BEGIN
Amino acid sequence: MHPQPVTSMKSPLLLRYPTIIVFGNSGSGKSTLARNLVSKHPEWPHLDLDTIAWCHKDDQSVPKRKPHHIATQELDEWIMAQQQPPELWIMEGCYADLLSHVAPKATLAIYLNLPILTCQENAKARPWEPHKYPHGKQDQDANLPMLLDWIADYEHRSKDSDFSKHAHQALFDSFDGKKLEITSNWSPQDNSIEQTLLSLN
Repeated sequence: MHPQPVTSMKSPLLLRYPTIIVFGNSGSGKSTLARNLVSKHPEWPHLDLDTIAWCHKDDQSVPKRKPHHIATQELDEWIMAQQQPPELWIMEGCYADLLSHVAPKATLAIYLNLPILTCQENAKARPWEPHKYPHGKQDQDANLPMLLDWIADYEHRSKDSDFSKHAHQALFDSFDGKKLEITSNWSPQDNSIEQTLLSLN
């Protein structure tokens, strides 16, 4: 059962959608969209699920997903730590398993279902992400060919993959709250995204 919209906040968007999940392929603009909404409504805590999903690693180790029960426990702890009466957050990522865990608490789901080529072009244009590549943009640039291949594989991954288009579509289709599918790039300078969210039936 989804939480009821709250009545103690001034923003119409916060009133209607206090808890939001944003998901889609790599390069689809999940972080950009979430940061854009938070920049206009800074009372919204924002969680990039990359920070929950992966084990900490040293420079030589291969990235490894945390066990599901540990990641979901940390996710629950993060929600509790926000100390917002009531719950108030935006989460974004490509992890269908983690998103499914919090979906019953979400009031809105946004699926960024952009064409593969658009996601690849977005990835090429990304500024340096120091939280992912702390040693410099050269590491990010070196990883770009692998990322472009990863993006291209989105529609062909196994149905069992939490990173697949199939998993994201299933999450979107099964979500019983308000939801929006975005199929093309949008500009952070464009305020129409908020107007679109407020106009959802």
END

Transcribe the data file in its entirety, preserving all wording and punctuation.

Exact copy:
Amino acid sequence: MHPQPVTSMKSPLLLRYPTIIVFGNSGSGKSTLARNLVSKHPEWPHLDLDTIAWCHKDDQSVPKRKPHHIATQELDEWIMAQQQPPELWIMEGCYADLLSHVAPKATLAIYLNLPILTCQENAKARPWEPHKYPHGKQDQDANLPMLLDWIADYEHRSKDSDFSKHAHQALFDSFDGKKLEITSNWSPQDNSIEQTLLSLN
Repeated sequence: MHPQPVTSMKSPLLLRYPTIIVFGNSGSGKSTLARNLVSKHPEWPHLDLDTIAWCHKDDQSVPKRKPHHIATQELDEWIMAQQQPPELWIMEGCYADLLSHVAPKATLAIYLNLPILTCQENAKARPWEPHKYPHGKQDQDANLPMLLDWIADYEHRSKDSDFSKHAHQALFDSFDGKKLEITSNWSPQDNSIEQTLLSLN
């Protein structure tokens, strides 16, 4: 059962959608969209699920997903730590398993279902992400060919993959709250995204 919209906040968007999940392929603009909404409504805590999903690693180790029960426990702890009466957050990522865990608490789901080529072009244009590549943009640039291949594989991954288009579509289709599918790039300078969210039936 989804939480009821709250009545103690001034923003119409916060009133209607206090808890939001944003998901889609790599390069689809999940972080950009979430940061854009938070920049206009800074009372919204924002969680990039990359920070929950992966084990900490040293420079030589291969990235490894945390066990599901540990990641979901940390996710629950993060929600509790926000100390917002009531719950108030935006989460974004490509992890269908983690998103499914919090979906019953979400009031809105946004699926960024952009064409593969658009996601690849977005990835090429990304500024340096120091939280992912702390040693410099050269590491990010070196990883770009692998990322472009990863993006291209989105529609062909196994149905069992939490990173697949199939998993994201299933999450979107099964979500019983308000939801929006975005199929093309949008500009952070464009305020129409908020107007679109407020106009959802």